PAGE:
With the Middle East on fire, Europe on edge, Russia on the march, and China on the rise, America’s interlocking system of alliances is more important now than at any time since the beginning of the Cold War.
Franklin D. Roosevelt’s policy towards Russia depended on a willful disregard for the Moscow regime’s most brutal acts. The problem for the president—and for the American public—was that he seemed to believe the utterly false portrait of Stalin he helped to create.
The First Marine Division’s paragon of virtue, Chesty Puller, upheld the standards of just warfighting and respect, if not love, of the enemy. We pray his progeny leading the defense of our nation today will do the same.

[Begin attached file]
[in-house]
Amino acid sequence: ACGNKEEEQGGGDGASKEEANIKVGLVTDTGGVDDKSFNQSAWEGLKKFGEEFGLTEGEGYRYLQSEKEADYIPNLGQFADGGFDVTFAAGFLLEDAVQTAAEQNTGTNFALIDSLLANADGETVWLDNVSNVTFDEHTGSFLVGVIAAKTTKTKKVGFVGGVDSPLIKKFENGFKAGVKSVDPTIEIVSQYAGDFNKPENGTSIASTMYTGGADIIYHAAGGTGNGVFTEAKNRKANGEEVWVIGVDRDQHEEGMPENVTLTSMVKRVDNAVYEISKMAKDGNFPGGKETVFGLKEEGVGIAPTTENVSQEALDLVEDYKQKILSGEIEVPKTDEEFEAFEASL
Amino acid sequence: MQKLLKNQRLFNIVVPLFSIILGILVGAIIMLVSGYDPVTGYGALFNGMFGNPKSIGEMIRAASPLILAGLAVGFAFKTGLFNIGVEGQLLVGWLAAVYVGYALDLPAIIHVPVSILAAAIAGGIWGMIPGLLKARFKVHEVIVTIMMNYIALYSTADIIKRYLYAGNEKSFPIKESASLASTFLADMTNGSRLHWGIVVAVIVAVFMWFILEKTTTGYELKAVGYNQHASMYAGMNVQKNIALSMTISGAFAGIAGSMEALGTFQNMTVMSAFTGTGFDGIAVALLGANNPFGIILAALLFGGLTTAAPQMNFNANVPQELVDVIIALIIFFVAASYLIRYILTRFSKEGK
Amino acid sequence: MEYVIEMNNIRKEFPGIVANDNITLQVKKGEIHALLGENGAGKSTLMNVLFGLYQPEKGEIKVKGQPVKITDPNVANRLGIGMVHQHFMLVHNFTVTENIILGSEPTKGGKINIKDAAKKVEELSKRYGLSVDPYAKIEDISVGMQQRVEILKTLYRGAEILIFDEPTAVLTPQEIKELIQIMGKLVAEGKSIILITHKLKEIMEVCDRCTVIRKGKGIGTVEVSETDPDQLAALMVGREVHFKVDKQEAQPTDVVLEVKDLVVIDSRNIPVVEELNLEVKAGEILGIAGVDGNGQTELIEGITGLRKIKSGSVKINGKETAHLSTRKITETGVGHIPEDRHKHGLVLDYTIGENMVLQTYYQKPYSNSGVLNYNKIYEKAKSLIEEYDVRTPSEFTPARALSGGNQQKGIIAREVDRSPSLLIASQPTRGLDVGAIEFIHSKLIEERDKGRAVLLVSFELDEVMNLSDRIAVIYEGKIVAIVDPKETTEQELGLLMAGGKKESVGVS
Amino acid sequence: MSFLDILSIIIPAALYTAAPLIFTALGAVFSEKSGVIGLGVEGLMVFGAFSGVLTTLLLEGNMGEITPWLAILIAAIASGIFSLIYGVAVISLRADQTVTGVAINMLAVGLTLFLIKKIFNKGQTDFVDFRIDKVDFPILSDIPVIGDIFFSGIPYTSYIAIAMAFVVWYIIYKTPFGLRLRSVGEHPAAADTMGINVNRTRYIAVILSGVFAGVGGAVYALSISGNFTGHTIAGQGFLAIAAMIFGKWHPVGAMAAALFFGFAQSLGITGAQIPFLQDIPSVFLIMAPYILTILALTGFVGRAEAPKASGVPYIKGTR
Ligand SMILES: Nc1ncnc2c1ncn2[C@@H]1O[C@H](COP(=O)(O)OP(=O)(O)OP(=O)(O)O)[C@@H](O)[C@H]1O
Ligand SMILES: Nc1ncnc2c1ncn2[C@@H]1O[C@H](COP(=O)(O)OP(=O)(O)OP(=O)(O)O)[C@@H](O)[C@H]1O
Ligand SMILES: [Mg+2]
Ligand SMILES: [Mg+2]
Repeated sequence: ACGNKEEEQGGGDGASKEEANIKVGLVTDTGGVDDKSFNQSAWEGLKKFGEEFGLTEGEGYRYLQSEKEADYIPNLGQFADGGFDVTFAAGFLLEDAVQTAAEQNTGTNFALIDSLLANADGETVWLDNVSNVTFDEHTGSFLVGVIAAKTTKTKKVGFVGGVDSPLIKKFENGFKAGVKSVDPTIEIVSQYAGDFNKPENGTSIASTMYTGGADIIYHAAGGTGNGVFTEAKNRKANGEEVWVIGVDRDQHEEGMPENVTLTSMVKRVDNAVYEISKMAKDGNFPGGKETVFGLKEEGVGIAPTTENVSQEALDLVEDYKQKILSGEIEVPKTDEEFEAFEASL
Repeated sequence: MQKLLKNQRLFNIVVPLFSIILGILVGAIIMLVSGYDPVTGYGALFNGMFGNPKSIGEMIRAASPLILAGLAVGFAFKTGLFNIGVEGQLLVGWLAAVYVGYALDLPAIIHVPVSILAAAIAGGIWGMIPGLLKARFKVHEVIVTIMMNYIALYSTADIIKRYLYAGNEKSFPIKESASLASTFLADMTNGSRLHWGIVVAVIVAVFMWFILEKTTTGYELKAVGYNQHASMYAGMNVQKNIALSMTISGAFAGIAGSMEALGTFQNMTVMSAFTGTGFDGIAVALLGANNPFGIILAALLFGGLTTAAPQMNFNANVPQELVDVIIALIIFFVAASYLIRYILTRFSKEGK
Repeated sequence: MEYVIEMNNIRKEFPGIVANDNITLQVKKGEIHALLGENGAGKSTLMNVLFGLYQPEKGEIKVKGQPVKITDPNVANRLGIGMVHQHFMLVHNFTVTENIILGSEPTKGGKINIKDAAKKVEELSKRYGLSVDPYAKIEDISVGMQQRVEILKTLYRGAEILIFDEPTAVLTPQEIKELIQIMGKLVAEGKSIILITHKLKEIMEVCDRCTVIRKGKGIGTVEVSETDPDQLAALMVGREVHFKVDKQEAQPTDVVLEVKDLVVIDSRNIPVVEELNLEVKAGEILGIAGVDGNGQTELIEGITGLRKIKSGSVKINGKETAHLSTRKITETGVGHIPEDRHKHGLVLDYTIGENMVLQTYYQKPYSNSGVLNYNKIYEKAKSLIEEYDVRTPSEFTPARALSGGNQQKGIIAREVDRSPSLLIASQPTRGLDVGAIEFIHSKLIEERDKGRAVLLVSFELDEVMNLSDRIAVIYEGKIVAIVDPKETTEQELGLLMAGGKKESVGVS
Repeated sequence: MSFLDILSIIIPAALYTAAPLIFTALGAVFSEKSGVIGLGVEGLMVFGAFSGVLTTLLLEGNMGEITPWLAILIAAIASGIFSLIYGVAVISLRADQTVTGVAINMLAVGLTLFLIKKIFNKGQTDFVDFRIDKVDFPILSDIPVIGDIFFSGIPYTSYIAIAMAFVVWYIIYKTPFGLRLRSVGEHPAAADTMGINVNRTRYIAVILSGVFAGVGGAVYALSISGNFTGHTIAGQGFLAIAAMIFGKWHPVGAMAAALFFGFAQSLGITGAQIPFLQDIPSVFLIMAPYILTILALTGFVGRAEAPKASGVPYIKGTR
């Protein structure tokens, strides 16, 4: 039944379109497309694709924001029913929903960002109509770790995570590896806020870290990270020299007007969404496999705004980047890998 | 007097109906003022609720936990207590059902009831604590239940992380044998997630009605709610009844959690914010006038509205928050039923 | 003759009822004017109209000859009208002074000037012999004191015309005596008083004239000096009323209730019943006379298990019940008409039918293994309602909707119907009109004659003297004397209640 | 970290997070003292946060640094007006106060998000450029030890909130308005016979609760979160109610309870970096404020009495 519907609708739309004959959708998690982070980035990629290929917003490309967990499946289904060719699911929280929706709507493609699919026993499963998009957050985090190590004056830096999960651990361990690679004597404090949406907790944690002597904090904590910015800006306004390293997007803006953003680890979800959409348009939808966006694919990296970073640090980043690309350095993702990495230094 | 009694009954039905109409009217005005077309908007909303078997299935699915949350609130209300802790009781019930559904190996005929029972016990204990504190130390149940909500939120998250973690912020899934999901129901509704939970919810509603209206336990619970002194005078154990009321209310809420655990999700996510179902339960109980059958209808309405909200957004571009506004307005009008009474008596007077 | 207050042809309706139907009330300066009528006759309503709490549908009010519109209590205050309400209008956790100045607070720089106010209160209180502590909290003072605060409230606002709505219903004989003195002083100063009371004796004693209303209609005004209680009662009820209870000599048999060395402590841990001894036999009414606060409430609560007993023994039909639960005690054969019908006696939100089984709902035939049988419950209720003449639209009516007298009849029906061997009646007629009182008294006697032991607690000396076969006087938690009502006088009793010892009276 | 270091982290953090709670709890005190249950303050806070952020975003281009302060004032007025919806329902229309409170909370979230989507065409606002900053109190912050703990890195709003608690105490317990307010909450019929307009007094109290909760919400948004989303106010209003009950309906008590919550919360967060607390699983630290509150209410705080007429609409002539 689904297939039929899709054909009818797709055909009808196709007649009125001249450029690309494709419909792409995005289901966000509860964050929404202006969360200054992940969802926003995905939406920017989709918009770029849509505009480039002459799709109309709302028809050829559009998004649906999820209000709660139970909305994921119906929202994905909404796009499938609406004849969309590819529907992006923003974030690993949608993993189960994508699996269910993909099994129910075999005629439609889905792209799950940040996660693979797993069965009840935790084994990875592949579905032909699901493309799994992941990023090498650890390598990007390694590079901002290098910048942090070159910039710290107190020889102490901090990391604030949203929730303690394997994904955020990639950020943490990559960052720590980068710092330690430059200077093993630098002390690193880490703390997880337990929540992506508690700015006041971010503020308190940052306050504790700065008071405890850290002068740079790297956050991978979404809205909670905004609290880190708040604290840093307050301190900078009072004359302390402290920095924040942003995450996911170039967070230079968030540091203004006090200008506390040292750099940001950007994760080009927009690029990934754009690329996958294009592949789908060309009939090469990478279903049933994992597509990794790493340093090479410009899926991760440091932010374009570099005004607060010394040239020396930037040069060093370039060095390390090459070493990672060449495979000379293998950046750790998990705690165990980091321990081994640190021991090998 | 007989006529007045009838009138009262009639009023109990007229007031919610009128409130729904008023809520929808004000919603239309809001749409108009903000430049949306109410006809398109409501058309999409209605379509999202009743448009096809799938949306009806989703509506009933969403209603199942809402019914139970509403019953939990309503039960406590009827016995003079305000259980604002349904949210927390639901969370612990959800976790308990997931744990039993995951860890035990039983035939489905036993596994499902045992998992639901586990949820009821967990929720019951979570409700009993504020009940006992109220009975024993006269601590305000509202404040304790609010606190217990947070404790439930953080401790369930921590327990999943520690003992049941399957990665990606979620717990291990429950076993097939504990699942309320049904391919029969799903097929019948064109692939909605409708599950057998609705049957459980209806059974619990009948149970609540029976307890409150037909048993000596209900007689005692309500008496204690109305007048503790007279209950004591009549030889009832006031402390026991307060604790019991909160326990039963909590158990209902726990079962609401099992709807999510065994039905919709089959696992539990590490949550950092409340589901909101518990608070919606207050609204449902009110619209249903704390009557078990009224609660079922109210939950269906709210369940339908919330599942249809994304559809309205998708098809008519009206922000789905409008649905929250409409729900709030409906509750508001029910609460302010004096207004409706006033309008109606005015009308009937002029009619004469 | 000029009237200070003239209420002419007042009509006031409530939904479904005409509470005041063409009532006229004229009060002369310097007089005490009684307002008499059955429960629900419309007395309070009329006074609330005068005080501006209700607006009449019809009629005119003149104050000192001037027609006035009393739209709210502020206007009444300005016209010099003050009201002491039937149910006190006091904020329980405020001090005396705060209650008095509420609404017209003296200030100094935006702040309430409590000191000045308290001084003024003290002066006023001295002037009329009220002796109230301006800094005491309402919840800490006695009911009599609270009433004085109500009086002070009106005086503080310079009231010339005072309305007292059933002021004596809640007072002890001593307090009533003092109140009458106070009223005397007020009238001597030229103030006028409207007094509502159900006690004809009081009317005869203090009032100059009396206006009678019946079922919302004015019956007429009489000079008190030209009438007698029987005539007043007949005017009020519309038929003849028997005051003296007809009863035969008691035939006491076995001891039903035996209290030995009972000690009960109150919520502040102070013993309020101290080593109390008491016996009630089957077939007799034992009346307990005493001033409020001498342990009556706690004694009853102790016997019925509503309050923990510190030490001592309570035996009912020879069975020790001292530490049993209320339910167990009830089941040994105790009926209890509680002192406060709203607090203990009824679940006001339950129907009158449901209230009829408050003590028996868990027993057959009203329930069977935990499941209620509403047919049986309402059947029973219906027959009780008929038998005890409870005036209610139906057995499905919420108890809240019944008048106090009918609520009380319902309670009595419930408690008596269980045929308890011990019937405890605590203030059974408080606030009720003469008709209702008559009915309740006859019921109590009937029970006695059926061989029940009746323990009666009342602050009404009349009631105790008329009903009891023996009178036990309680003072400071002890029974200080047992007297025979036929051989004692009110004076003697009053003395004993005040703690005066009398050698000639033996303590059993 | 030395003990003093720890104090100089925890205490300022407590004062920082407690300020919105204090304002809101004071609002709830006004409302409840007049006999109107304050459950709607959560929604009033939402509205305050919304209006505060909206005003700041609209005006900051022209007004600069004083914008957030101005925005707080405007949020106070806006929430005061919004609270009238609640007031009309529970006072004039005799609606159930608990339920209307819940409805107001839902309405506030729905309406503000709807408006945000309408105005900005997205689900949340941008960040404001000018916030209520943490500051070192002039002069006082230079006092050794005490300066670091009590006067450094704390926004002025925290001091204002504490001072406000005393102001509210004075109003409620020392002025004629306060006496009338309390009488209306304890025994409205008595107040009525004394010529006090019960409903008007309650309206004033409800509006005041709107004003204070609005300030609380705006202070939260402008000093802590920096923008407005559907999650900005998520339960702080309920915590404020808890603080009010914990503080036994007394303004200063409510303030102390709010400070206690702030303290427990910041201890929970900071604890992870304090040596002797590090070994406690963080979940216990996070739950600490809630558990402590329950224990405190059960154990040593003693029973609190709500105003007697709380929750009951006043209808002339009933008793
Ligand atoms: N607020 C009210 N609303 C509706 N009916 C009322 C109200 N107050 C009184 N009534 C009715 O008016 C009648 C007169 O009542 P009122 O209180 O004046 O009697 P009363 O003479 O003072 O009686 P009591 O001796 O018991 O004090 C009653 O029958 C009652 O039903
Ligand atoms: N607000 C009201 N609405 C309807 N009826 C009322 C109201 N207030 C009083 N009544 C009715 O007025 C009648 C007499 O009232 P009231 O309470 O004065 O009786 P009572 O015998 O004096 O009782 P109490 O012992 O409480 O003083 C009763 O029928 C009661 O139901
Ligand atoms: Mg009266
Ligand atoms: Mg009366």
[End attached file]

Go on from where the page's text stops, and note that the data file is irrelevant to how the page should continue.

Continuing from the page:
Today marks the 75th anniversary of the Japanese attack on the American naval base at Pearl Harbor near Honolulu, Hawaii. Here are ten things you should know about the event that propelled the U.S. into World War II.
President Franklin Roosevelt called the Japanese surprise attack on December 7 “a date which will live in infamy.” Perhaps an even greater infamy was the vacuous form of liberalism that denied the existence of radical evil, making it almost incapable of distinguishing between flawed democracies and fascist barbarism.